General and subject specific checklists of characteristics of MAT learners are drawn up by curriculum areas. Each departmental area identifies a member of staff who is responsible for ALN/MAT pupils, within that subject area or section of the school or curriculum. Pupils are included if they have been recommended by curriculum areas.
The provision of challenging activities in the classroom must be at the core of the educational offer that we make to MAT learners.
Every curriculum area is expected to develop schemes of work which incorporate suitable extension, enrichment and challenge for the more able and talented.
- Differentiation by outcome, task or pace
- Ability grouping
- Extension and enrichment activities that offer challenge and rigour over and above the normal curriculum opportunities available to pupils
- Extra curricular provision during the school day and outside of normal learning hours through visits and educational opportunities
In order to achieve these objectives, Aberdare Community School aims to create a learning culture which:
- Values learners’ own interests and styles
- Encourages independence and autonomy
- Supports learning using own initiative
- Encourages learners to be open to ideas and initiatives presented by others.
- Encourages learners to reflect on the processes of their own learning and understand the factors that help them progress.
All departments will have identified strategies and provisions for the enrichment and support of those pupils it has identified as MAT. These will be integral to schemes of work and departmental policies and will be seen as a key part of learner-entitlement, monitored by a Focus Group via Key Stage audit. Lessons will be differentiated and coherent extension activities facilitated to support pupils’ development. Where appropriate, early-entry policies will facilitate pupils’ undertaking examination courses via a fast-track route and for some, curriculum opportunities will include additional subjects such as Astronomy. For those pupils identified as talented in Music, Art or an area of Sport, opportunities will be offered to rehearse, practise or train with appropriate professionals.
Extra-curricular opportunities for MAT learners
The school offers a wide range of experiences in its extra-curricular activities. While many of these activities are not exclusive to MAT learners, they include many opportunities to offer such learners extra challenge and stimulus. Extra-curricular activities include lunchtime clubs and educational visits. Additionally, some curriculum areas offer extension and enrichment activities beyond the normal curriculum.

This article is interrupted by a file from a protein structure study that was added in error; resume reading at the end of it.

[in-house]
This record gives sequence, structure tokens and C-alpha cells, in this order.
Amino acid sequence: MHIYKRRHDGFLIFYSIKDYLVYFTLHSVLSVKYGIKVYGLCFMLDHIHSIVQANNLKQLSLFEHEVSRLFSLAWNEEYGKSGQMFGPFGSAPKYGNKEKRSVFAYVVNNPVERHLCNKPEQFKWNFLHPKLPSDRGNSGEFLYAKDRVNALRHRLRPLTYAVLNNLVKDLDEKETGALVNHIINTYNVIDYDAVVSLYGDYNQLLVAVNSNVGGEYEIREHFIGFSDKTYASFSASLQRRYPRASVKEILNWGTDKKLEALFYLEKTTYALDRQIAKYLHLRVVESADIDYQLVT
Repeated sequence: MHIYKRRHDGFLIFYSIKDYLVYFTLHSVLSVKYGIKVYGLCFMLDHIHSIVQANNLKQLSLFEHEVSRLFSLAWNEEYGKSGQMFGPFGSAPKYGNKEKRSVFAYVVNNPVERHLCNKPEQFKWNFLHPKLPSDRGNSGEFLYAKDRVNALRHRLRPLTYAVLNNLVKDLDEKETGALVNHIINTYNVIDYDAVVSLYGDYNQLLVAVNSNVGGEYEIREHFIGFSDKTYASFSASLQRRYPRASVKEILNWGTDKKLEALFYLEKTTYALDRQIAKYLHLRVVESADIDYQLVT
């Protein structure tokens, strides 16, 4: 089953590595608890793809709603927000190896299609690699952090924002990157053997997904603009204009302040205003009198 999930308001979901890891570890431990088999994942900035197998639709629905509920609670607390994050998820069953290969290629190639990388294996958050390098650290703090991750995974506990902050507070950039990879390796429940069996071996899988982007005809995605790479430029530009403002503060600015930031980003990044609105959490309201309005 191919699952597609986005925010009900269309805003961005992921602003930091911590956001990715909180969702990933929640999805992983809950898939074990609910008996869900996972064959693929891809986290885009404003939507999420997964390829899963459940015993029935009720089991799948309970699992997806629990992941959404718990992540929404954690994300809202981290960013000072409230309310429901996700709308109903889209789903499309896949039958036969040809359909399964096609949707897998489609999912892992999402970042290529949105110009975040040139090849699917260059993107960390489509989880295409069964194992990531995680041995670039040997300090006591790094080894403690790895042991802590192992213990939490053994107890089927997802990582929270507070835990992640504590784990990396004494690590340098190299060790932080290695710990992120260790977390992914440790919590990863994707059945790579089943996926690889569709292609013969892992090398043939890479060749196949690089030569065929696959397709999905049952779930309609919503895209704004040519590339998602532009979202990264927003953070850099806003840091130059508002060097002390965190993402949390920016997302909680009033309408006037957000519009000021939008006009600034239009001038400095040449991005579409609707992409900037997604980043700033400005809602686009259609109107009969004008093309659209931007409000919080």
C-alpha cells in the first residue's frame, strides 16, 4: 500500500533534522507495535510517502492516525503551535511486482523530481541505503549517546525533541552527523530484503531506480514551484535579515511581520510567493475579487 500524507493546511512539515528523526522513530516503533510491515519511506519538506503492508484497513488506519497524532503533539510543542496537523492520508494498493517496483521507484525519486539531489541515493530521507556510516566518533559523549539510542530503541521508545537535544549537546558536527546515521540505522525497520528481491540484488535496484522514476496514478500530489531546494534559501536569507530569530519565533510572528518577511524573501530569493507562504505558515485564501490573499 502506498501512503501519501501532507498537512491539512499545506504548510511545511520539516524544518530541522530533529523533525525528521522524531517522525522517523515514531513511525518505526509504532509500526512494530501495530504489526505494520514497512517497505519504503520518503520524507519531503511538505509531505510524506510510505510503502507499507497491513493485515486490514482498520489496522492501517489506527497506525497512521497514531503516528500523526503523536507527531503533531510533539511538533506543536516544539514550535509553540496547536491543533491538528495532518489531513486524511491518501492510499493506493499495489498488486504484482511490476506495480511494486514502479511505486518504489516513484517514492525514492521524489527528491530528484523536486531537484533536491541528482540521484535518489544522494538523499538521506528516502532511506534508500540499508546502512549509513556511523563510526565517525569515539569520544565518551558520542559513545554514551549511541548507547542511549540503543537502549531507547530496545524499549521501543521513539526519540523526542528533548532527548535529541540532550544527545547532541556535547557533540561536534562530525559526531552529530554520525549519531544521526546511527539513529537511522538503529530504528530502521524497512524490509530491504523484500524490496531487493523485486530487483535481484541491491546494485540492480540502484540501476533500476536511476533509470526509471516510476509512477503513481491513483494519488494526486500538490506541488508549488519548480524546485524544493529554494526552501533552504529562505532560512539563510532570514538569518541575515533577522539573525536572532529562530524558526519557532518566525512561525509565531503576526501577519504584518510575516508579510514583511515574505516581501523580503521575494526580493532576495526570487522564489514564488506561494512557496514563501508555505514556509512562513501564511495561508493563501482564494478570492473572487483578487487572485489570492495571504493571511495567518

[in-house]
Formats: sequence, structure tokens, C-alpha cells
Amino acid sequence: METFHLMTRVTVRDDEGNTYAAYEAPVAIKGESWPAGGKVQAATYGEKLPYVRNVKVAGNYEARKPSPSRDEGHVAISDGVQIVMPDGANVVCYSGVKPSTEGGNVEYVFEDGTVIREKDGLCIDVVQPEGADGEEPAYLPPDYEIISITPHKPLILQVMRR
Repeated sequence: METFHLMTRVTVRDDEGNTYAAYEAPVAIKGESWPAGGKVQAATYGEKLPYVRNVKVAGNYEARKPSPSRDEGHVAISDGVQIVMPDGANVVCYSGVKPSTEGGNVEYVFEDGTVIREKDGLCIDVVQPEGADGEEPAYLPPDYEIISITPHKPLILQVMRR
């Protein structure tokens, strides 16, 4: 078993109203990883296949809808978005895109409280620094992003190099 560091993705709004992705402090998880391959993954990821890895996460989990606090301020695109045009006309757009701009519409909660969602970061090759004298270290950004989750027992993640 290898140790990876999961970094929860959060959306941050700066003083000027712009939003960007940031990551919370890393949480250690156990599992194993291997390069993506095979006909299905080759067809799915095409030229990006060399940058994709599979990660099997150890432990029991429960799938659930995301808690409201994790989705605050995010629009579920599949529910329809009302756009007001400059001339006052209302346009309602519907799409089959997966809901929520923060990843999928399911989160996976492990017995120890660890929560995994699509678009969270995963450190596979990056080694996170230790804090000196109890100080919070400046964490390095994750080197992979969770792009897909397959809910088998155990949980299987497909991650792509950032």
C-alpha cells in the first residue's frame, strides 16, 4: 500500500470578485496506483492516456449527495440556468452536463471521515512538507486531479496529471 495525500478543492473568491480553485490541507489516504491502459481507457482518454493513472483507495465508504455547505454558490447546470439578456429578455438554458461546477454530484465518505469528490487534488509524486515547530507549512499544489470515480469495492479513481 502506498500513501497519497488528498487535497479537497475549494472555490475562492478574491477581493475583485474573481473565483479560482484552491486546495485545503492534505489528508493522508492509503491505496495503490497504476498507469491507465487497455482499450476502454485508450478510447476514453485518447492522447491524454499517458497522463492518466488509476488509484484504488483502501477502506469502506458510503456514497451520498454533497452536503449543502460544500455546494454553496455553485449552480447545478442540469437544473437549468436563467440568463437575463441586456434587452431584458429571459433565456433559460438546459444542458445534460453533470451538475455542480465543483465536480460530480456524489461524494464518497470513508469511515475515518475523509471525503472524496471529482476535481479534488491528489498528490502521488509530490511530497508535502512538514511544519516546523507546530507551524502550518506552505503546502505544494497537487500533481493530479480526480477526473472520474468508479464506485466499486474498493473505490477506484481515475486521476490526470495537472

As parents and carers you can support your child through:
- Utilising the local library and the internet as a learning and research resource
- Visiting museums, science centres, nature reserves and galleries
- Watch educational and current affairs programmes such as the news, wildlife and nature programmes and documentaries and discuss them with your son or daughter
- Reading quality newspapers
- Discussing and debating topics, such as politics, the environment and the media and its impact on them and the world they live in
- Discussing homework and the work that they are doing in school and the opportunities that they are having
- Allowing your child to take part in educational excursions and out of hours activities
- Attending and listening to a variety of drama, dance and musical artistic performances
- Reading for pleasure including works that are more challenging and demanding
- Ensuring quality relaxation time
- Providing suitable learning resources such as books, encyclopaedias, magazines and IT software
- Building social and cultural experiences and opportunities into family visits, recreational activities and holidays
The information that follows is a celebration of the work being undertaken with pupils identified as most/more able and those who are considered talented in a variety of areas and disciplines. Opportunities are frequent and ongoing.
Aberdare Community School is delighted to welcome a special group of more able and talented children from our cluster schools to literacy workshops on our Plasdraw site. Mrs Hayley Davies, the acting deputy head of Aberdare Park School, has coordinated the group in the cluster, liaising with local primary schools and making all the arrangements.
The children participating in the workshops: Evie, Sophie, Eryn and Kierion from Aberdare Park; Chloe and Lowri from Capo Coch; Rusiru, Nia and Sam from Abernant; Ben and Kate from Cwmbach and Lewis, Caitlin and Amelia from Cwmdare are all bright, enthusiastic and highly motivated young learners.